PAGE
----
12 ounces fresh washed and drained spinach roots (wash repeatedly to remove all soil and dirt from roots)
    2 ounces extra virgin olive oil
    Kosher salt and fresh ground black pepper

    Heat olive oil in a skillet over medium high heat until it shimmers. Add spinach roots and cook until just beginning to wilt. Add salt and pepper to taste. Remove from pan and keep warm.

    To serve:
    Place a bed of the Beluga lentils on 8 plates and place a stuffed pumpkin on top of each one. Place a pumpkin top on each of the cooked stuffed pumpkins. Distribute the spinach roots evenly on each plate. Serve immediately.

    Link to recipe: Guisti Farms Mini-Pumpkins Stuffed with Sausage and Sage, Served with Beluga Lentils and Sautéed Spinach Roots

  • Airdome Orchards Persimmon and Cowgirl Creamery Goat Cheese Tart

    For the Tart Shell:
    1 tart shell pan with removable bottom
    1 3/4 cups all-purpose flour (plus more for flouring the rolling surface)
    4 ounces butter
    3 ounces evaporated cane juice
    1 egg
    1 egg yolk
    1 teaspoon kosher salt
    2 tablespoons whipping cream
    1/2 tablespoon vanilla

    Preheat oven to 350 degrees.

    Sift flour and set aside. In a standing mixer with the paddle, cream the butter and cane juice at high speed for 4 minutes. Stop the mixer and scrape down the sides. Mix at high speed for 4 more minutes until light and fluffy. On medium speed, add the egg and yolk one at a time and mix until well incorporated. Stop the mixer and scrape down the sides and run for 2 minutes on high.

    Stop the mixer and add the sifted flour, salt, cream and vanilla. Mix on low until dough just starts to bind together. Finish mixing by hand using a rubber spatula. Form dough into a round, flat disc and wrap in plastic. Refrigerate for at least 2 hours.

    On a heavily floured surface, roll out the dough to 1/4 inch thick. Roll the dough back onto the rolling pin and lay it over the tart pan. Press the dough into the pan to fit. Leave 1/4 inch of overhang and trim the rest. Refrigerate for 1 hour.

    Remove the shell from the refrigerator and line it with parchment. Fill with baking weights or beans to the top. Trim the overhang and bake for 10 minutes in the preheated oven. Rotate and bake for 10 more minutes. Remove the weights and parchment and bake until bottom is golden brown, about 15 more minutes. Cool shell to room temperature before filling.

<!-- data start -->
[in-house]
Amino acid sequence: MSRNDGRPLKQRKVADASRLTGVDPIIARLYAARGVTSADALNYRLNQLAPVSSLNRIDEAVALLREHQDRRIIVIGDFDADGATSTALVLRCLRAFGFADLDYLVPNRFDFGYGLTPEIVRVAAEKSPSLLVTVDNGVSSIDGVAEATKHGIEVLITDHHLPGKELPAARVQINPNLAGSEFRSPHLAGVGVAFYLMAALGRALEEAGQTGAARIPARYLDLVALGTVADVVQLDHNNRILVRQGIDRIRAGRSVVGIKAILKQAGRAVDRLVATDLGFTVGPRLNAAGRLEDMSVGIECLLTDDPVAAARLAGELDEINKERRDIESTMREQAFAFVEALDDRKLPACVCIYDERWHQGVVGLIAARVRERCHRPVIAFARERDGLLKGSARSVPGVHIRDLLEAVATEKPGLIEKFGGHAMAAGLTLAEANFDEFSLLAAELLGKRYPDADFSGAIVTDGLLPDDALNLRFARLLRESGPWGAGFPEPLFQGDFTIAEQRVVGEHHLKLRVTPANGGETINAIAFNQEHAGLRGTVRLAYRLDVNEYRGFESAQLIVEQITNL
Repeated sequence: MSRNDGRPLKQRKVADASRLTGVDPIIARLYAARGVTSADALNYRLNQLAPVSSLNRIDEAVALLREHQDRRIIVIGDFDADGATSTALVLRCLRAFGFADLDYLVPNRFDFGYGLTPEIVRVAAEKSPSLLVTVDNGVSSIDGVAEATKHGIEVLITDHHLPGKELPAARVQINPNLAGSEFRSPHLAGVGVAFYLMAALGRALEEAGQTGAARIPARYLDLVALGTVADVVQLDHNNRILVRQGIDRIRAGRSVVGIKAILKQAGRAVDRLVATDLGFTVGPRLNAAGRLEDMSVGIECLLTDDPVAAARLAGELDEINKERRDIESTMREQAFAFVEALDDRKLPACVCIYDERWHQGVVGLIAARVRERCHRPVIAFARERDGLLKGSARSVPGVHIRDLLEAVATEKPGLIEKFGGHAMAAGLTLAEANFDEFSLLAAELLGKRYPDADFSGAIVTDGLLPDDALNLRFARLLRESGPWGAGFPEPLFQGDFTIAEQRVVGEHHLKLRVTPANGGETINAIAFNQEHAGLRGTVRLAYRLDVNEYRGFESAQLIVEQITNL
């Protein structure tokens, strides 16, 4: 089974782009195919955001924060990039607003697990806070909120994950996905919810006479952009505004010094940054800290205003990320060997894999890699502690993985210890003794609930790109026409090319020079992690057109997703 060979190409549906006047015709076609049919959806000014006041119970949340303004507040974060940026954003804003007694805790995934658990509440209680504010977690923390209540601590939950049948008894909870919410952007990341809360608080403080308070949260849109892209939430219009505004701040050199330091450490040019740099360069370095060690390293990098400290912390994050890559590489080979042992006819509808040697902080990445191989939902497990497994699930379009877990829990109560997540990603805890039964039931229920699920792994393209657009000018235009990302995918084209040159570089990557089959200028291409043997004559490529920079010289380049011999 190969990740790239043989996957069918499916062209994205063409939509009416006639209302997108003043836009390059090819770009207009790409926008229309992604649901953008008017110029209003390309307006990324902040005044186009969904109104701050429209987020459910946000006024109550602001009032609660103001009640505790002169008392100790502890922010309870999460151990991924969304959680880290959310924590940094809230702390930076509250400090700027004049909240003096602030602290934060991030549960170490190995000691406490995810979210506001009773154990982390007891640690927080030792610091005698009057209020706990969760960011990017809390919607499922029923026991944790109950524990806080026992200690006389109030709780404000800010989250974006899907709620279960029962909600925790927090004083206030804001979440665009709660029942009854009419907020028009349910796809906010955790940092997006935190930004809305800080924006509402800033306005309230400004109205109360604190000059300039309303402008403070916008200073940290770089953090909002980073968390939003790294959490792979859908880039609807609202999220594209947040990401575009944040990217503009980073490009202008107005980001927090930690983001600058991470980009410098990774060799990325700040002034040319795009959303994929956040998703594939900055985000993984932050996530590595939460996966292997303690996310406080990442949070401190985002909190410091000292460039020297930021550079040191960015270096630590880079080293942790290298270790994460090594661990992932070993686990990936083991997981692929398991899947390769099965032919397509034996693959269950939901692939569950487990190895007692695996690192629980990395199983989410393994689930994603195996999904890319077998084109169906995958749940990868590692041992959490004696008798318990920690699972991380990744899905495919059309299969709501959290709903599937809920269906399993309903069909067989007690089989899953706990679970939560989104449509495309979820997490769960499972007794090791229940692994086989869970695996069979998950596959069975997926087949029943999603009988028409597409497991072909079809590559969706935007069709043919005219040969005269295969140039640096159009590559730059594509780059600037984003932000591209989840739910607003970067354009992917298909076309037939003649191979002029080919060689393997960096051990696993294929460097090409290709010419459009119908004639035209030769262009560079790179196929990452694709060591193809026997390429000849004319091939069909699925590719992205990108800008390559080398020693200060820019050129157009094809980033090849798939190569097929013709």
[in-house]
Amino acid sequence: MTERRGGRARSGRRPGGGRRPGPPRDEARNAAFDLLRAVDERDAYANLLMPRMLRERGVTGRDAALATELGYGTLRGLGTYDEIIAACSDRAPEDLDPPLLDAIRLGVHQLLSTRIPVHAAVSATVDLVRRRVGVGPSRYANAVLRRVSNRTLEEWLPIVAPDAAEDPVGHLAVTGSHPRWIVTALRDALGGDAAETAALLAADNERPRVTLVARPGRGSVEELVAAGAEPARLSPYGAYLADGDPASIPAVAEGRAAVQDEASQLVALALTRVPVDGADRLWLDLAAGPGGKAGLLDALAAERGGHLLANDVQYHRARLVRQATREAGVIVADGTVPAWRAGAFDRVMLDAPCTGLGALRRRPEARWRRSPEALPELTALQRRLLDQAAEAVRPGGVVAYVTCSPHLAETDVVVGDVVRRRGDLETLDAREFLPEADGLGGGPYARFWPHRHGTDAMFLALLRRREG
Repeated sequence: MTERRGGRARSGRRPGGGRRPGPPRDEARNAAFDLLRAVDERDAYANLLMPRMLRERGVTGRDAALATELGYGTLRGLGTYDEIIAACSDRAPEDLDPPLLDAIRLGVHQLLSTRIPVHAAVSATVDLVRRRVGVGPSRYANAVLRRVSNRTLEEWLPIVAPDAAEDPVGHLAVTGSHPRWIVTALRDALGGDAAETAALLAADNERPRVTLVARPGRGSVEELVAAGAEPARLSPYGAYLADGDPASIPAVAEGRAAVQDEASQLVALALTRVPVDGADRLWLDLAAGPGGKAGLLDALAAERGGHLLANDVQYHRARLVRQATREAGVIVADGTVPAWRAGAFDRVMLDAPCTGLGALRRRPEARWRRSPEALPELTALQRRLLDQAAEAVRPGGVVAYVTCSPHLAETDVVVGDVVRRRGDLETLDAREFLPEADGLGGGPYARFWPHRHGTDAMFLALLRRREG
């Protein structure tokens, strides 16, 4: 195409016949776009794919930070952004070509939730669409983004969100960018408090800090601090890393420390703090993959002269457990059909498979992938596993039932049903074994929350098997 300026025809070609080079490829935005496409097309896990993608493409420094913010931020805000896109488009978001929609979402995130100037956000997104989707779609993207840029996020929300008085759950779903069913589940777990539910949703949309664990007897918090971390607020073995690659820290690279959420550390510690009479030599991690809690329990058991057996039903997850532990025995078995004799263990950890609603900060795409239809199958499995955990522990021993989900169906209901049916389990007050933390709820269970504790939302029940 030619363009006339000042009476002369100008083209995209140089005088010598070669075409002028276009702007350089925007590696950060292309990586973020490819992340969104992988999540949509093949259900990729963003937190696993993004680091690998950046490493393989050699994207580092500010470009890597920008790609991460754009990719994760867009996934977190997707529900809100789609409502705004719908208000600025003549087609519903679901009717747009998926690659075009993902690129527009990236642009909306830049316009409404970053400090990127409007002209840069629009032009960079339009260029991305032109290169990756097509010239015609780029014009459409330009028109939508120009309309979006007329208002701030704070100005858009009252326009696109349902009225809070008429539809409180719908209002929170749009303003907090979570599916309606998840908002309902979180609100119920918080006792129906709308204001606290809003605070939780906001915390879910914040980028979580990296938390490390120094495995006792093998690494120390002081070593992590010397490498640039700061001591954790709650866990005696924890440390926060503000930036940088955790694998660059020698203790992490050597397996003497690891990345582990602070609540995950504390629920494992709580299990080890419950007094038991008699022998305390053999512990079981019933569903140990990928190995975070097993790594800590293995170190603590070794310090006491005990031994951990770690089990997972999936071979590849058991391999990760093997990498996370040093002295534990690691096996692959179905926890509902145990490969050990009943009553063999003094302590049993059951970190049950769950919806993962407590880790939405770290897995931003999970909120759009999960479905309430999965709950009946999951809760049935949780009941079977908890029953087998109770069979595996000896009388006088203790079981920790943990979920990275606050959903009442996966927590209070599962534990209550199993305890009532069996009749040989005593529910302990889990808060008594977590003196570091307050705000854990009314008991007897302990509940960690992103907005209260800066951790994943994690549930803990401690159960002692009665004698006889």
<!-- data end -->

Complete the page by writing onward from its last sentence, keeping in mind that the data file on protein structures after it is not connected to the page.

For the filling:
    1 1/4 pound Fuyu persimmons
    3/4 teaspoon fresh lemon juice
    3 teaspoons Piloncillo*, ground fine
    8 ounces goat cheese
    2 teaspoons fresh tarragon, chopped fine
    2 teaspoons fresh basil, chopped fine
    2 teaspoons fresh chives, chopped fine

    Preheat oven to 375 degrees

    Cut the persimmons into 1/2-inch slices and toss with the lemon juice until well coated. Arrange in the tart shell in overlapping circles. Sprinkle the Piloncillo on top of the fruit. Bake for 15 minutes; the fruit should be cooked but firm.

    Remove the tart from the oven. Use the large gate side of a box grater, grate the goat cheese over the top. Return to the oven and bake until the cheese starts to brown, about 15 minutes. Remove from the oven and garnish with the herbs. Cut into 8 slices and serve immediately, while warm.

    Link to recipe: Airdome Orchards Persimmon and Cowgirl Creamery Goat Cheese Tart

    • *Epicurean Tip
      No Pie Weights? No Problem!

      Unless you are a professional baker, you probably don’t have pie weights in your kitchen. For an inexpensive and readily accessible substitute, use lentils, rice or beans. After baking the crust, remove your “pie weights” and store them in a plastic zip-lock bag for reuse.

    • *Epicurean Tip
      A Sweet Spoonful of Piloncillo

      Piloncillo is unrefined Mexican sugar. It tastes similar to brown sugar mixed with molasses, even though it has no molasses. If you cannot find Piloncillo you can substitute 1 cup of dark brown sugar and add 1 tablespoon of molasses.